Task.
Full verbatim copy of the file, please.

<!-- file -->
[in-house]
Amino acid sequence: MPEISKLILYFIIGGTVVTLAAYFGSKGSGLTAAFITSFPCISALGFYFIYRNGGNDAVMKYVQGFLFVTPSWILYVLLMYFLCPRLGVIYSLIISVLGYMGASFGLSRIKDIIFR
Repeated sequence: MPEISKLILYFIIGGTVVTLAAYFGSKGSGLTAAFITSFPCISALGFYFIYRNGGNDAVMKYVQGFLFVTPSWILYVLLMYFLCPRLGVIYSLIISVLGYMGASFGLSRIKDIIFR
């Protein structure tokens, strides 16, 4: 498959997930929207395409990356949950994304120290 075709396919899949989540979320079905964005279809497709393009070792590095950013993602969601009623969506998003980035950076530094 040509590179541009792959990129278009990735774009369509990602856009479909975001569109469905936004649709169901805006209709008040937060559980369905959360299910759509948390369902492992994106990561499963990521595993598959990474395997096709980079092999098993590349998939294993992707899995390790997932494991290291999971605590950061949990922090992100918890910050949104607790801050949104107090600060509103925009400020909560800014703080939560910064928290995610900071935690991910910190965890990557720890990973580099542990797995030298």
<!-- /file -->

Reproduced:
[in-house]
Amino acid sequence: MPEISKLILYFIIGGTVVTLAAYFGSKGSGLTAAFITSFPCISALGFYFIYRNGGNDAVMKYVQGFLFVTPSWILYVLLMYFLCPRLGVIYSLIISVLGYMGASFGLSRIKDIIFR
Repeated sequence: MPEISKLILYFIIGGTVVTLAAYFGSKGSGLTAAFITSFPCISALGFYFIYRNGGNDAVMKYVQGFLFVTPSWILYVLLMYFLCPRLGVIYSLIISVLGYMGASFGLSRIKDIIFR
């Protein structure tokens, strides 16, 4: 498959997930929207395409990356949950994304120290 075709396919899949989540979320079905964005279809497709393009070792590095950013993602969601009623969506998003980035950076530094 040509590179541009792959990129278009990735774009369509990602856009479909975001569109469905936004649709169901805006209709008040937060559980369905959360299910759509948390369902492992994106990561499963990521595993598959990474395997096709980079092999098993590349998939294993992707899995390790997932494991290291999971605590950061949990922090992100918890910050949104607790801050949104107090600060509103925009400020909560800014703080939560910064928290995610900071935690991910910190965890990557720890990973580099542990797995030298």